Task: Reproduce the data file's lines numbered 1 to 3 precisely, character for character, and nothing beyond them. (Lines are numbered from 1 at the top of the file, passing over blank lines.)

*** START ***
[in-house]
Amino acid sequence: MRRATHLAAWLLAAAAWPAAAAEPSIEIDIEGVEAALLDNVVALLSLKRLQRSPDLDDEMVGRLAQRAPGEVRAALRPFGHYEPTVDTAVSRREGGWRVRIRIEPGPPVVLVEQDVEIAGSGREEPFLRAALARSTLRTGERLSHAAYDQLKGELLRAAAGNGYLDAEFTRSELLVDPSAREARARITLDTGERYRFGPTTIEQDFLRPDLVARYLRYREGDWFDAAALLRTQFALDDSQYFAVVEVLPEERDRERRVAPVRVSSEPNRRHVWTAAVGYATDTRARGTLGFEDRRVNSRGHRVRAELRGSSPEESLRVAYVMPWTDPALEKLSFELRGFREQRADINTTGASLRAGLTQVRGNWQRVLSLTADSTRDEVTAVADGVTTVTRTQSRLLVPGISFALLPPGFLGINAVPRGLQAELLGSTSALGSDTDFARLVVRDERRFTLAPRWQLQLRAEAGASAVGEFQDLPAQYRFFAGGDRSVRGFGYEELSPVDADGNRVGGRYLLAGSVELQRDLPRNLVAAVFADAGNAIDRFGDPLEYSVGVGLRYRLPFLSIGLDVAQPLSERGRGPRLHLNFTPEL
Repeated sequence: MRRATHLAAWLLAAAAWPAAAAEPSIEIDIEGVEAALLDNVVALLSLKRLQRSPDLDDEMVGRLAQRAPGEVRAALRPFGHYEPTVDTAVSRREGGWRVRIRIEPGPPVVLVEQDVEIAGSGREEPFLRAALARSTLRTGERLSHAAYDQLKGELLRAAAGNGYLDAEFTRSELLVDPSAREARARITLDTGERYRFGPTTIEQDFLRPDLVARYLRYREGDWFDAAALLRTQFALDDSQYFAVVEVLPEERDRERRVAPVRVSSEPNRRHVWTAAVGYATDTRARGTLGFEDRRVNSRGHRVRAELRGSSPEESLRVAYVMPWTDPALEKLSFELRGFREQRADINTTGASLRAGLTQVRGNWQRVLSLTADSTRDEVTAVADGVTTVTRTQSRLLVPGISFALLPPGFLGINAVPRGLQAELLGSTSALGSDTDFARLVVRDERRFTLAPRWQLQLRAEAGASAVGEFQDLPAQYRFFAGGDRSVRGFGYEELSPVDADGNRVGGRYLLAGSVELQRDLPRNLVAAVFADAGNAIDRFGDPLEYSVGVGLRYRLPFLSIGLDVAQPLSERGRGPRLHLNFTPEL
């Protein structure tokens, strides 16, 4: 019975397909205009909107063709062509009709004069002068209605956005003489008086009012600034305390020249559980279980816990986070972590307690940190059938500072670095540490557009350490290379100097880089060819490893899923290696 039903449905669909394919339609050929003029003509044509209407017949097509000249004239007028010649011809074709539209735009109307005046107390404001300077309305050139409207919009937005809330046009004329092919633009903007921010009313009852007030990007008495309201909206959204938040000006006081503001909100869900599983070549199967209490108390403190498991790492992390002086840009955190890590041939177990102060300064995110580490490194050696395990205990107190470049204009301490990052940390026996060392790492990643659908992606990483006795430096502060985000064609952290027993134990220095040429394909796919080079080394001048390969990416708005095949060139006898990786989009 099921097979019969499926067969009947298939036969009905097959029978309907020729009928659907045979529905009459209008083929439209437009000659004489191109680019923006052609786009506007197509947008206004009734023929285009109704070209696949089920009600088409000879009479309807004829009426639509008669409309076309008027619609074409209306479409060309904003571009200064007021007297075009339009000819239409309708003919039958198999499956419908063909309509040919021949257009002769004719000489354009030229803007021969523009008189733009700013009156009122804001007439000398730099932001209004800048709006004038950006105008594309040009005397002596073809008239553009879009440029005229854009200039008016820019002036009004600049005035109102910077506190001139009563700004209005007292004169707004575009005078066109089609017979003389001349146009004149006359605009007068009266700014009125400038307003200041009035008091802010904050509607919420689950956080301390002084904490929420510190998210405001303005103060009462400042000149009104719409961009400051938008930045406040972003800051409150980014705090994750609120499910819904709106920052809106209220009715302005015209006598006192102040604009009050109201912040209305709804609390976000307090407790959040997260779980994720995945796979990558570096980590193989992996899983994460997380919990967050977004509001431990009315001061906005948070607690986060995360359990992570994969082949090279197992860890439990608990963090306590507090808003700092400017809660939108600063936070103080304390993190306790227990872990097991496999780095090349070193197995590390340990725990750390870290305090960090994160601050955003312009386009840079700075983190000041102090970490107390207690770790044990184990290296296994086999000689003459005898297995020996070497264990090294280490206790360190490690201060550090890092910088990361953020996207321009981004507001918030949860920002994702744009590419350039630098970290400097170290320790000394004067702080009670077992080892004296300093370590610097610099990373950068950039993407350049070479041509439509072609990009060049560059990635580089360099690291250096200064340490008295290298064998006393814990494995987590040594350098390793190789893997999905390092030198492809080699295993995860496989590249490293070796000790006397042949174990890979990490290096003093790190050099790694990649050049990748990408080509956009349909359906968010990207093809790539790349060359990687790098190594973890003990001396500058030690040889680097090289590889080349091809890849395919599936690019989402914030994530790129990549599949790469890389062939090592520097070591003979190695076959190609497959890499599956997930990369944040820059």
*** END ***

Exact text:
[in-house]
Amino acid sequence: MRRATHLAAWLLAAAAWPAAAAEPSIEIDIEGVEAALLDNVVALLSLKRLQRSPDLDDEMVGRLAQRAPGEVRAALRPFGHYEPTVDTAVSRREGGWRVRIRIEPGPPVVLVEQDVEIAGSGREEPFLRAALARSTLRTGERLSHAAYDQLKGELLRAAAGNGYLDAEFTRSELLVDPSAREARARITLDTGERYRFGPTTIEQDFLRPDLVARYLRYREGDWFDAAALLRTQFALDDSQYFAVVEVLPEERDRERRVAPVRVSSEPNRRHVWTAAVGYATDTRARGTLGFEDRRVNSRGHRVRAELRGSSPEESLRVAYVMPWTDPALEKLSFELRGFREQRADINTTGASLRAGLTQVRGNWQRVLSLTADSTRDEVTAVADGVTTVTRTQSRLLVPGISFALLPPGFLGINAVPRGLQAELLGSTSALGSDTDFARLVVRDERRFTLAPRWQLQLRAEAGASAVGEFQDLPAQYRFFAGGDRSVRGFGYEELSPVDADGNRVGGRYLLAGSVELQRDLPRNLVAAVFADAGNAIDRFGDPLEYSVGVGLRYRLPFLSIGLDVAQPLSERGRGPRLHLNFTPEL
Repeated sequence: MRRATHLAAWLLAAAAWPAAAAEPSIEIDIEGVEAALLDNVVALLSLKRLQRSPDLDDEMVGRLAQRAPGEVRAALRPFGHYEPTVDTAVSRREGGWRVRIRIEPGPPVVLVEQDVEIAGSGREEPFLRAALARSTLRTGERLSHAAYDQLKGELLRAAAGNGYLDAEFTRSELLVDPSAREARARITLDTGERYRFGPTTIEQDFLRPDLVARYLRYREGDWFDAAALLRTQFALDDSQYFAVVEVLPEERDRERRVAPVRVSSEPNRRHVWTAAVGYATDTRARGTLGFEDRRVNSRGHRVRAELRGSSPEESLRVAYVMPWTDPALEKLSFELRGFREQRADINTTGASLRAGLTQVRGNWQRVLSLTADSTRDEVTAVADGVTTVTRTQSRLLVPGISFALLPPGFLGINAVPRGLQAELLGSTSALGSDTDFARLVVRDERRFTLAPRWQLQLRAEAGASAVGEFQDLPAQYRFFAGGDRSVRGFGYEELSPVDADGNRVGGRYLLAGSVELQRDLPRNLVAAVFADAGNAIDRFGDPLEYSVGVGLRYRLPFLSIGLDVAQPLSERGRGPRLHLNFTPEL